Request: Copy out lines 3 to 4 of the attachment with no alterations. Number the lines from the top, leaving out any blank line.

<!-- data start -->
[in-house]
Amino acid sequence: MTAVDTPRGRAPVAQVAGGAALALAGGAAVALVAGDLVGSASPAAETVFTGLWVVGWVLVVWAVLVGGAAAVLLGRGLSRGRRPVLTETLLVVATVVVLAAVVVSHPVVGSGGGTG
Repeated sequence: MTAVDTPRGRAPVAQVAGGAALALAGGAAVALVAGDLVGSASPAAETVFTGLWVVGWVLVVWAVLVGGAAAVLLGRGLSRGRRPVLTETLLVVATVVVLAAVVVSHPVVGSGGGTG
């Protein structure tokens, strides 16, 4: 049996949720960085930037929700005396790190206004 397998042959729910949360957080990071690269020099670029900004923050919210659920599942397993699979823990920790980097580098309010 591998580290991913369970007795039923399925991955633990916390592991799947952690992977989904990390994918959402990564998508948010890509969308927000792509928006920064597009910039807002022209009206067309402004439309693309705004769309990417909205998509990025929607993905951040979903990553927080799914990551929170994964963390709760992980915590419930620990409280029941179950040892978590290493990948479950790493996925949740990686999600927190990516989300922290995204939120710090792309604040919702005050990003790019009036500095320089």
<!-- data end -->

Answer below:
Repeated sequence: MTAVDTPRGRAPVAQVAGGAALALAGGAAVALVAGDLVGSASPAAETVFTGLWVVGWVLVVWAVLVGGAAAVLLGRGLSRGRRPVLTETLLVVATVVVLAAVVVSHPVVGSGGGTG
């Protein structure tokens, strides 16, 4: 049996949720960085930037929700005396790190206004 397998042959729910949360957080990071690269020099670029900004923050919210659920599942397993699979823990920790980097580098309010 591998580290991913369970007795039923399925991955633990916390592991799947952690992977989904990390994918959402990564998508948010890509969308927000792509928006920064597009910039807002022209009206067309402004439309693309705004769309990417909205998509990025929607993905951040979903990553927080799914990551929170994964963390709760992980915590419930620990409280029941179950040892978590290493990948479950790493996925949740990686999600927190990516989300922290995204939120710090792309604040919702005050990003790019009036500095320089």